And we discussed Major Pettigrew’s Last Stand by Helen Simonson this morning.  I had never read this novel before, but it was recommended by one of my members, so I included it.  Set in the English countryside, in the village of Edgecomb St Mary, the main character is 67-year old Major Ernest Pettigrew, a widower who has just learned that his brother Bertie has died.  He is devastated by this loss, and, while answering a knock at the door, he collapses in grief and is comforted by Mrs Ali, the village shopkeeper, from whom he has been purchasing milk and bread for years, but to whom he has never really spoken.  He finds suddenly that they have much to talk about, and they are drawn into a furtive courtship that consists of Sunday afternoons discussing Kipling and walks in the park, accompanied by tea and conversation.  This relationship is discouraged by the village, which is steeped in tradition, and by the Major’s son, Roger, who is only interested in making money and making the right connections in the business world.  Not only is Mrs. Ali a woman of colour (although born in Britain, her family is originally from Pakistan);  she is also a tradeperson, since she and her now-deceased husband purchased the shop in the village some years before.   While the novel centres around this budding romance, it is not limited to this alone.  It also explores the values of youth versus older adults, the differences in cultures, particularly Britain, Pakistan and America, and the needs of men and women in life and love.  Of the five of us in the group, three loved it, while two did not.  Those that loved it enjoyed the language and wit used by the author, and the humour of some of the situations.  They felt that the novel was realistic and that the characters were interesting and varied.  They felt that the Major’s ability to gradually let go of the traditions and accept change into his life reflected the experiences of older people realistically.  Of the two who did not love it, one thought that the Major was too perfect, and not very realistic at al.  She also felt that the situations all turned out just right, that it was a fairy tale where everyone got what they wanted and everyone lived “happily ever after”.  I was the other of the two, and I felt that the novel touched on too many situations in too superficial a manner.  I wondered if maybe it would have been a better reading experience for me if the author focused on fewer issues but did so with more depth.  Having said that, upon reflection, I thought that perhaps this how we experience life, that injustices surround us every day but that it takes a crisis to force us to notice things, and then we notice everything all at once.  It was definitely a good choice for the book club, and I would recommend it for anyone looking for a “feel good” read.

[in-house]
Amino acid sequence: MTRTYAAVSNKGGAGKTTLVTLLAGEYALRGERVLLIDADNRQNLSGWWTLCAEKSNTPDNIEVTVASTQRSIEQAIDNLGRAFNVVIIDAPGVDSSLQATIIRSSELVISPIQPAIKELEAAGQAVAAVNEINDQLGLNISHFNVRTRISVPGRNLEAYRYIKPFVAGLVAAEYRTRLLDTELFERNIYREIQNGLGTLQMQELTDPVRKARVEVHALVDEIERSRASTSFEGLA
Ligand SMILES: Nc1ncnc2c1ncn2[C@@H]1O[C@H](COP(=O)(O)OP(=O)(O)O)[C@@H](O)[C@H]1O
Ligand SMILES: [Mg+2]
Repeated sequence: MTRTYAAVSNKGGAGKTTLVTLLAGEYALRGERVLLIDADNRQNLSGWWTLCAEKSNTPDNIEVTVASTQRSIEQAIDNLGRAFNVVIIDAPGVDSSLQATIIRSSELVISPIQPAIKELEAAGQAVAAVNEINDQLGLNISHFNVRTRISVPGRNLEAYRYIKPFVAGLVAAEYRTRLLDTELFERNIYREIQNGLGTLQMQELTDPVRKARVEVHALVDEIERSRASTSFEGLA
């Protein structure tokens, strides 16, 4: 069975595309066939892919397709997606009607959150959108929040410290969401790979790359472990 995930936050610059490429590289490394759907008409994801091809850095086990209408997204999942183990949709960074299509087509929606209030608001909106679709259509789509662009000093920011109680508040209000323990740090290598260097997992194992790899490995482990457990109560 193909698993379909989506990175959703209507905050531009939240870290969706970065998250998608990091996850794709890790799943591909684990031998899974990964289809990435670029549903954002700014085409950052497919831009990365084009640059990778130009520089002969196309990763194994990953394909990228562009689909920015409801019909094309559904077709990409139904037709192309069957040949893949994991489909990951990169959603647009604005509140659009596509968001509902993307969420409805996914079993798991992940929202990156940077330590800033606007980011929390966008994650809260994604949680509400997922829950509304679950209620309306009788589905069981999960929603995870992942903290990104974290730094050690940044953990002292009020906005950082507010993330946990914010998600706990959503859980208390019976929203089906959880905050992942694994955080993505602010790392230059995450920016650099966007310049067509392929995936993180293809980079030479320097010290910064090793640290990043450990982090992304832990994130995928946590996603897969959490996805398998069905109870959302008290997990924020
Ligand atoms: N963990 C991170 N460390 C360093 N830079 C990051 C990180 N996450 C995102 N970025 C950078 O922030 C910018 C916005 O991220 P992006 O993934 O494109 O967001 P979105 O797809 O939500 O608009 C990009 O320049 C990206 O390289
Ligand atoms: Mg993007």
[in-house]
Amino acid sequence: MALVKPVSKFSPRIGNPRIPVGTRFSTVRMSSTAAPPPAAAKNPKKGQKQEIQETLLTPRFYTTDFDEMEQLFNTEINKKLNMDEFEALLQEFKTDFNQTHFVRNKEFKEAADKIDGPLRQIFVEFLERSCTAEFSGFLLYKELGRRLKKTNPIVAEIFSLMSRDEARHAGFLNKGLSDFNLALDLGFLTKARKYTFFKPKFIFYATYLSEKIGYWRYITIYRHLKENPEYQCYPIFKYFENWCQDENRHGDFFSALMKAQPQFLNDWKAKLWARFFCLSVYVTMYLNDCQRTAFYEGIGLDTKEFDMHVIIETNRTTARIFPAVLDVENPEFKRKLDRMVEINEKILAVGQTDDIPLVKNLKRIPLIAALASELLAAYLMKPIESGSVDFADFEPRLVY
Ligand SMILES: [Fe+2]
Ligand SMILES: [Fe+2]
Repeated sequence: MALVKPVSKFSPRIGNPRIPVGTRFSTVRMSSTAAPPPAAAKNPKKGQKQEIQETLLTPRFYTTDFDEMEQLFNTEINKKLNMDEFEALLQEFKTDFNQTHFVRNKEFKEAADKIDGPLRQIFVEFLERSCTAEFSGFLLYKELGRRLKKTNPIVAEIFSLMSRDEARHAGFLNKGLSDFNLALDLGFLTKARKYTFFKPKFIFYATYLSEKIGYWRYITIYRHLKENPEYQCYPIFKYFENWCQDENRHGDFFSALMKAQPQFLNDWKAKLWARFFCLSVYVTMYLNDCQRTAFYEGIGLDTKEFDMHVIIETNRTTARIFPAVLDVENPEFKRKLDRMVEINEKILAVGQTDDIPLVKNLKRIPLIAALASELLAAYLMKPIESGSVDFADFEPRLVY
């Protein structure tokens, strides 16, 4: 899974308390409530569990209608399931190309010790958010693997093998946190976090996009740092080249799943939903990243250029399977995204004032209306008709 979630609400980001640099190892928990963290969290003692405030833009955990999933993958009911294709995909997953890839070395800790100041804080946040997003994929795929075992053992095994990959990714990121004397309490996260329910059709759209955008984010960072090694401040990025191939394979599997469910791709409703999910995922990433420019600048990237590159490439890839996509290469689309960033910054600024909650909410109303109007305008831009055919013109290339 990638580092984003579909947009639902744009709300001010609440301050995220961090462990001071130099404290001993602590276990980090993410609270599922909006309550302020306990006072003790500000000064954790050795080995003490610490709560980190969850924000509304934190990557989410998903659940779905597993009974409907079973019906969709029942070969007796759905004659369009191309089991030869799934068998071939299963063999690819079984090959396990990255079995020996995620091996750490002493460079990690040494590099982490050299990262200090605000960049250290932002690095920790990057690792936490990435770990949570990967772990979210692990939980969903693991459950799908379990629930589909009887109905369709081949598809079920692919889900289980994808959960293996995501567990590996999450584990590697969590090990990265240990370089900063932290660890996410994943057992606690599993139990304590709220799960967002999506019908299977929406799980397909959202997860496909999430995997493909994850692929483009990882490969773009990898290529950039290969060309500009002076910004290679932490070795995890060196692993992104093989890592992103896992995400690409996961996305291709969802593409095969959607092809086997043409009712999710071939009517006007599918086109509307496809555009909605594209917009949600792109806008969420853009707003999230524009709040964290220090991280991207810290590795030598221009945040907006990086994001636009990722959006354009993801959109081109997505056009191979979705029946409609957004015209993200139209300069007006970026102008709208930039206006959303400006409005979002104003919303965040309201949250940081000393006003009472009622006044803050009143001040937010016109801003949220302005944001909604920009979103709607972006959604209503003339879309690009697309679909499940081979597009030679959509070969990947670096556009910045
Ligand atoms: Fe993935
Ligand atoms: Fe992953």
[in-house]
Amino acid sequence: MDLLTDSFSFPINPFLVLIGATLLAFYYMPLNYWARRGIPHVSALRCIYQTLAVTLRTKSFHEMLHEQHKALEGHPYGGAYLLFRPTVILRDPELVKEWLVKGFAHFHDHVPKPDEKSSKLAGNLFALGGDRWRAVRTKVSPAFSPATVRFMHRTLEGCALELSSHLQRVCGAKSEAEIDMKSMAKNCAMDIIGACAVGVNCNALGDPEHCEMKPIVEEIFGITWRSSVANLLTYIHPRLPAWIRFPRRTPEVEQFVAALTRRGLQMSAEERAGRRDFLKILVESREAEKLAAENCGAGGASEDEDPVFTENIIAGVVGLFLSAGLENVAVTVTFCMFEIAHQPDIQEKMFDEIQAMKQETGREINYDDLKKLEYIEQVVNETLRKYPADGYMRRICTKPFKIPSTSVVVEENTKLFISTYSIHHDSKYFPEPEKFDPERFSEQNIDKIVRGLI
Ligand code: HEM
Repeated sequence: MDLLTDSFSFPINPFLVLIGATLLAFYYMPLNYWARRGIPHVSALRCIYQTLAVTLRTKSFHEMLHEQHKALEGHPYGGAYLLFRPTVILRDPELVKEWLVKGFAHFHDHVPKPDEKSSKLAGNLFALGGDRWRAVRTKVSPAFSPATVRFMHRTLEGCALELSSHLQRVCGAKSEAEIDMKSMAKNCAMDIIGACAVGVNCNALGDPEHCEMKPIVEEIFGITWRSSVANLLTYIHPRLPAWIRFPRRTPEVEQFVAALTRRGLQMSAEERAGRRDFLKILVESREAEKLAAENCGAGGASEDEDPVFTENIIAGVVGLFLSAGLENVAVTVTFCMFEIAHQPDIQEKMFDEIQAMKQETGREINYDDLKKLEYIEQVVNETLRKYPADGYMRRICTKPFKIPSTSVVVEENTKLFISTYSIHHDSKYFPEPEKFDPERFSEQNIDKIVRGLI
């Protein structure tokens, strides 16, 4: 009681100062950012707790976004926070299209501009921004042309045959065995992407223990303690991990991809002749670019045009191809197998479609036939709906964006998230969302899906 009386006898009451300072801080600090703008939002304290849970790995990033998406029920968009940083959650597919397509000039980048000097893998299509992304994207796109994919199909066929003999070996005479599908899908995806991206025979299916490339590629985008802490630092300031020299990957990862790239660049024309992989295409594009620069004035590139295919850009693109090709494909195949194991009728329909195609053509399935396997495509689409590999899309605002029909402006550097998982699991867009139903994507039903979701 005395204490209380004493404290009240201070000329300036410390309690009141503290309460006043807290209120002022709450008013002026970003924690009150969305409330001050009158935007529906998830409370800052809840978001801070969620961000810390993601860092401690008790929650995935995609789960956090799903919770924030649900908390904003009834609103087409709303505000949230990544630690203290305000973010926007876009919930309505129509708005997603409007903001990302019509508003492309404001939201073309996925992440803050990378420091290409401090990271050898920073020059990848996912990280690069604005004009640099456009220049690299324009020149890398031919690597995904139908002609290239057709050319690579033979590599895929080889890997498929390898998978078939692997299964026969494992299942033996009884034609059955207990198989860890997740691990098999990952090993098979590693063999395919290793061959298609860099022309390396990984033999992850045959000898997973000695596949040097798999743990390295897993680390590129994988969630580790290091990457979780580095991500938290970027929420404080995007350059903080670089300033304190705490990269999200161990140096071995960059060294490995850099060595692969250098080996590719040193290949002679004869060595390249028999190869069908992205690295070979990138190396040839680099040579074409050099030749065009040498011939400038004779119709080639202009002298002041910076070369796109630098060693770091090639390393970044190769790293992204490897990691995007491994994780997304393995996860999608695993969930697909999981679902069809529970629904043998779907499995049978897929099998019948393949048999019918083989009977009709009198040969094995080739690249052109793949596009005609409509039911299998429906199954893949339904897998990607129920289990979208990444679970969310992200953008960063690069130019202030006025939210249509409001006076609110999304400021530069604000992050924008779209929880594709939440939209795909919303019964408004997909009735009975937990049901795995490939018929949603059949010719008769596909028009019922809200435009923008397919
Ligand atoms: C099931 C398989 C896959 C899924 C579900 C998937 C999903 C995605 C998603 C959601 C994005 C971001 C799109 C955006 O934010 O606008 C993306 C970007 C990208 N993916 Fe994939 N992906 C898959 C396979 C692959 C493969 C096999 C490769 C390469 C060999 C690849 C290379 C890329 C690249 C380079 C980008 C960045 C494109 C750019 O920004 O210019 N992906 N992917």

I think that’s all for today.  I will have to choose another book to read now, definitely one for my committee, since I’ve been somewhat lax in that area recently.  But which one to choose, Accusation by Catherine Bush or The Book of Stolen Tales by D J McIntosh?  I know nothing about either one, just that they are both written by Canadian authors, so I’m very curious to try one and see how it goes.  As always, I’ll let you know in my next post.

Bye for now…

PS You may have noticed that I changed my arrangement of book club lists on the right-hand side – I hope that will make things easier to find.  I’m looking forward to tackling the books on the 2014 Book Club list, which includes what I think are some really great titles.